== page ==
Or I guess you could await the outcome of the appeal.  But this rushing forward like you’re doing now, pulling conveyance out of everything else and dealing with what should be dealt with last, first.  That’s going right in the face of our courts and our California legislature.  We’ve asked you to stop, we’ve asked you to not go forward with conveyance at this time, and instead do the work first.”

The California Environmental Quality Act guidelines talk about substantial evidence.  You’re supposed to rely on that, not argument, speculation, or opinion.  Here’s what you say in the clean draft of your amendment at page 12, lines 3 though 6:  ‘Although physical improvements to the through-Delta conveyance can compliment an isolated conveyance by providing additional fish protection measures, sole reliance on improved through Delta conveyance is unlikely to result in achievement of the coequal goals.’  That is not substantial evidence; that is not science, all that is is argument, speculation and opinion. You just need to step back and do the work first.”

We’ve heard a lot of talk from the staff and several councilmembers, we can’t stick with the status quo.  The status quo cannot continue.  The status quo.  Let’s look at that.  Yeah, it’s time to look at reducing exports to increase freshwater flows through the Delta.  That’s what the 9th Circuit said the Bureau of Reclamation had to do in its order handed down last summer.  The EPA and State Water Resources Control Board and their document have talked about the Delta needs more through freshwater flows.  This would do the exact opposite.”

For some people, some consultants and contractors, there’s a ton of money to be made here if these tunnels are done.  For these people, this isn’t that.  This is not a game.  This is their lives, their homes, their businesses, and their farms, and that deserves you taking more time, setting aside this plan amendment on conveyance, and having the hard work done first before you make a decision between either dual conveyance or sticking with through-Delta conveyance.”

JAN McCLEARY, PRESIDENT OF SAVE THE CALIFORNIA DELTA ALLIANCE AND A CITIZEN OF DISCOVERY BAY:  “When the Council came to Brentwood last month, the South Delta citizens turned out in mass to make it clear that the Delta tunnels will devastate the community, both the 11 year construction project ripping up and destroying scenic waterways, the boating would be totally blocked, plus the aftermath of the not fresh but brackish and polluted water that would be in our bays, behind our homes, through the waterways.  You heard poignant stories, descriptions of what are near and dear to our hearts that will be taken away, and you’ve heard our grave concerns about our economy and our home values.  And also that we requested meetings be in our area at times people can attend, and at least bigger conference rooms.  Yet, the very next day at your meeting in Sacramento, the Council forged ahead as if no one showed up.  So here we are again, concerned citizens.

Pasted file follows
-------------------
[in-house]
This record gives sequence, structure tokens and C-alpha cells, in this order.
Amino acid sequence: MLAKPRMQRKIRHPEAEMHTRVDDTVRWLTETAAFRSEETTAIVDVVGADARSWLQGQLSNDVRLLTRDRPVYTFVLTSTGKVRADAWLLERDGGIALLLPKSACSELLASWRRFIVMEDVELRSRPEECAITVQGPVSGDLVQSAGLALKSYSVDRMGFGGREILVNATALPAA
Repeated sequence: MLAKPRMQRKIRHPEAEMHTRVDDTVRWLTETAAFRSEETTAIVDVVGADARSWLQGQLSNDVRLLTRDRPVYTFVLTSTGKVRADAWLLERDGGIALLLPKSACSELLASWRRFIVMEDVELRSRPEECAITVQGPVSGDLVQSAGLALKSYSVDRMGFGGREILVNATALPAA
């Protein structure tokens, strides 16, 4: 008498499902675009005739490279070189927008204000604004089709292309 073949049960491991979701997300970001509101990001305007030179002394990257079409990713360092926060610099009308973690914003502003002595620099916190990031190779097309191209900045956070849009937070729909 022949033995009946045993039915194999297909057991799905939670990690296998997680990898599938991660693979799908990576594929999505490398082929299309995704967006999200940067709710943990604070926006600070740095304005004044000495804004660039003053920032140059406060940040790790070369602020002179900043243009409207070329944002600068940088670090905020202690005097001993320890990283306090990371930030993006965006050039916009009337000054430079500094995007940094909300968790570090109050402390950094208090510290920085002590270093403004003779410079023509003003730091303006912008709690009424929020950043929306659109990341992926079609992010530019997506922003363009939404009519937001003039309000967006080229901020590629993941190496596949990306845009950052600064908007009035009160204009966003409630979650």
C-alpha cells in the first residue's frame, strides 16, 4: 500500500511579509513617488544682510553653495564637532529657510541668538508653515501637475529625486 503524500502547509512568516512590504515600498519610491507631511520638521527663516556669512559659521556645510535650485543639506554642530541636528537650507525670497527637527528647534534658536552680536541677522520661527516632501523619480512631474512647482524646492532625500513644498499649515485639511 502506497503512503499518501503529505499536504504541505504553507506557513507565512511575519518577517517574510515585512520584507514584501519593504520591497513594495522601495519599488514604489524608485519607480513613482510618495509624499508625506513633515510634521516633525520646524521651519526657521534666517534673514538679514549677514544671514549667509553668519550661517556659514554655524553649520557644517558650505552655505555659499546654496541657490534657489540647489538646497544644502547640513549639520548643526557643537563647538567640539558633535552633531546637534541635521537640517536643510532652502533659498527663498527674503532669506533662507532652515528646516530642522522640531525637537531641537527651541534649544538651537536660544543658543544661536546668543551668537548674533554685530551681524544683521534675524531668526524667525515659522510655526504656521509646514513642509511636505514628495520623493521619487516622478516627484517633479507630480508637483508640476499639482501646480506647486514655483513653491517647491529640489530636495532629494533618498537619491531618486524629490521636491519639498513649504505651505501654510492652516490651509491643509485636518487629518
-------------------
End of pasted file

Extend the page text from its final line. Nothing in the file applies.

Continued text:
Now it sounded today like some on the Council are listening.  I like the wording on a lot of the changes that were being put in the amendment.  But if you were truly protecting the Delta, the Water Fix project needs to be abandoned in total.  It does not meet the document that you had talked about, protecting the communities.  It’s 180 degrees off.  So it’s hard for me to understand how you are continuing on on this path to approve conveyance.  You say conveyance doesn’t mean the Delta tunnels or the Water Fix, but it’s the only thing out there that anyone is looking at, so to me, I think that you’re really saying the Delta tunnels.

The opening remarks from the Brentwood meeting said, ‘the current system of exporting water is clearly not working, and that the Water Fix is needed to fix it.’  That was the statement.  The situation reminds me of a father whose teenage son asks if he can borrow the car.  The teenager roars on the freeway, red lining the car over and over, and then bang the engine is blown.  The Delta is like that; there’s a maximum amount of water that can be removed from the system before it breaks, and the prior speaker alluded to that, the chart clearly shows, if you look at the yearly average trends of water exports, they’ve been going up and up and up.  And the chart below that shows the effect on salmon and a couple of years after it hit the 5 MAF limit, the salmon started to decline.  In summary, I’ll just say, I’d take anyone out on a boat.  If you want to come see what’s in the south Delta … “